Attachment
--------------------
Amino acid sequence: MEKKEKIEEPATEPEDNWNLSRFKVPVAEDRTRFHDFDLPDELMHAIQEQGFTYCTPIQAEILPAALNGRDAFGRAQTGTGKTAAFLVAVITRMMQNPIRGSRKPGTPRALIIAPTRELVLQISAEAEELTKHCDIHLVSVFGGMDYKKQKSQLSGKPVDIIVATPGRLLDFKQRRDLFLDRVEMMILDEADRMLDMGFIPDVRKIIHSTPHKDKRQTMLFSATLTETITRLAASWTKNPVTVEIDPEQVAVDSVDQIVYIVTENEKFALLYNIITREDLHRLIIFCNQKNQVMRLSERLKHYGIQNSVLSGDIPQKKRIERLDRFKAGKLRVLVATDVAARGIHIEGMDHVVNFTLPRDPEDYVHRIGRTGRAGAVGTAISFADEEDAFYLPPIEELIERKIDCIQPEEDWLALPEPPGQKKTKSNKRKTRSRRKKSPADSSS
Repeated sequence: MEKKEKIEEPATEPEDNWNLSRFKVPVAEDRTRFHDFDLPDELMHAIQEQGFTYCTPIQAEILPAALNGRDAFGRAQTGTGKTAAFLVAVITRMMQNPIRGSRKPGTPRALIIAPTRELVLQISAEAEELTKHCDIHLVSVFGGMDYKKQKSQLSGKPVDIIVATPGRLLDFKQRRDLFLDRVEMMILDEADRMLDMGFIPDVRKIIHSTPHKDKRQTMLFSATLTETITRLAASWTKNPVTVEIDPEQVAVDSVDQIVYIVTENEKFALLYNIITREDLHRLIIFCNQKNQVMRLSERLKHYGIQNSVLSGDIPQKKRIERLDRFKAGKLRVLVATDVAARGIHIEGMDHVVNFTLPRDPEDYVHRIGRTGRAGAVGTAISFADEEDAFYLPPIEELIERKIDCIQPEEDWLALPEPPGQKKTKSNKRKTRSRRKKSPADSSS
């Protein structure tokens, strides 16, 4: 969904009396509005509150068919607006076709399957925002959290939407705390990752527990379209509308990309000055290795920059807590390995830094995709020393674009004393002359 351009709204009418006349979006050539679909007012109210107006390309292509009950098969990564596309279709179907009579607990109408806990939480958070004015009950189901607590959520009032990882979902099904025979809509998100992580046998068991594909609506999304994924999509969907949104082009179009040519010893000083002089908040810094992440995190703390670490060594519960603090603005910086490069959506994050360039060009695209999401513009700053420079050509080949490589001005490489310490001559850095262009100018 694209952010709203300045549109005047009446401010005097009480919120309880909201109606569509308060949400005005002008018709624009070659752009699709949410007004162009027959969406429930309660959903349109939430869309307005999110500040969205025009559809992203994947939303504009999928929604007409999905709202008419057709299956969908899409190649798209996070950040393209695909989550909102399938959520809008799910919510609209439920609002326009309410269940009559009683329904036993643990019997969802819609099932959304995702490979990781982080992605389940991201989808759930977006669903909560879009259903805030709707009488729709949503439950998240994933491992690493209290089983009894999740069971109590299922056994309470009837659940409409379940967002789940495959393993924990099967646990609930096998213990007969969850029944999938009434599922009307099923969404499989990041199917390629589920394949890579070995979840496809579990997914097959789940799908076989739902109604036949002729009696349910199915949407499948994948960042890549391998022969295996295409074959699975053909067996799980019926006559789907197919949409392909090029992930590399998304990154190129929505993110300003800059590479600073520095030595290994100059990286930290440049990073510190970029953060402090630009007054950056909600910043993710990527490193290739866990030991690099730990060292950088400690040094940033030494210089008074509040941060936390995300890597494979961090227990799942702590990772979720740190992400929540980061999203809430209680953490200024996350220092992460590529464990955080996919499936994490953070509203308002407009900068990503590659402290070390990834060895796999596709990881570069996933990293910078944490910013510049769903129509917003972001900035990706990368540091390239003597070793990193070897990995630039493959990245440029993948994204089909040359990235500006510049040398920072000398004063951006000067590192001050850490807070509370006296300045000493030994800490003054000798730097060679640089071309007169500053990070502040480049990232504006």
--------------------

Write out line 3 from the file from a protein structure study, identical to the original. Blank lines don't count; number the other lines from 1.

């Protein structure tokens, strides 16, 4: 969904009396509005509150068919607006076709399957925002959290939407705390990752527990379209509308990309000055290795920059807590390995830094995709020393674009004393002359 351009709204009418006349979006050539679909007012109210107006390309292509009950098969990564596309279709179907009579607990109408806990939480958070004015009950189901607590959520009032990882979902099904025979809509998100992580046998068991594909609506999304994924999509969907949104082009179009040519010893000083002089908040810094992440995190703390670490060594519960603090603005910086490069959506994050360039060009695209999401513009700053420079050509080949490589001005490489310490001559850095262009100018 694209952010709203300045549109005047009446401010005097009480919120309880909201109606569509308060949400005005002008018709624009070659752009699709949410007004162009027959969406429930309660959903349109939430869309307005999110500040969205025009559809992203994947939303504009999928929604007409999905709202008419057709299956969908899409190649798209996070950040393209695909989550909102399938959520809008799910919510609209439920609002326009309410269940009559009683329904036993643990019997969802819609099932959304995702490979990781982080992605389940991201989808759930977006669903909560879009259903805030709707009488729709949503439950998240994933491992690493209290089983009894999740069971109590299922056994309470009837659940409409379940967002789940495959393993924990099967646990609930096998213990007969969850029944999938009434599922009307099923969404499989990041199917390629589920394949890579070995979840496809579990997914097959789940799908076989739902109604036949002729009696349910199915949407499948994948960042890549391998022969295996295409074959699975053909067996799980019926006559789907197919949409392909090029992930590399998304990154190129929505993110300003800059590479600073520095030595290994100059990286930290440049990073510190970029953060402090630009007054950056909600910043993710990527490193290739866990030991690099730990060292950088400690040094940033030494210089008074509040941060936390995300890597494979961090227990799942702590990772979720740190992400929540980061999203809430209680953490200024996350220092992460590529464990955080996919499936994490953070509203308002407009900068990503590659402290070390990834060895796999596709990881570069996933990293910078944490910013510049769903129509917003972001900035990706990368540091390239003597070793990193070897990995630039493959990245440029993948994204089909040359990235500006510049040398920072000398004063951006000067590192001050850490807070509370006296300045000493030994800490003054000798730097060679640089071309007169500053990070502040480049990232504006």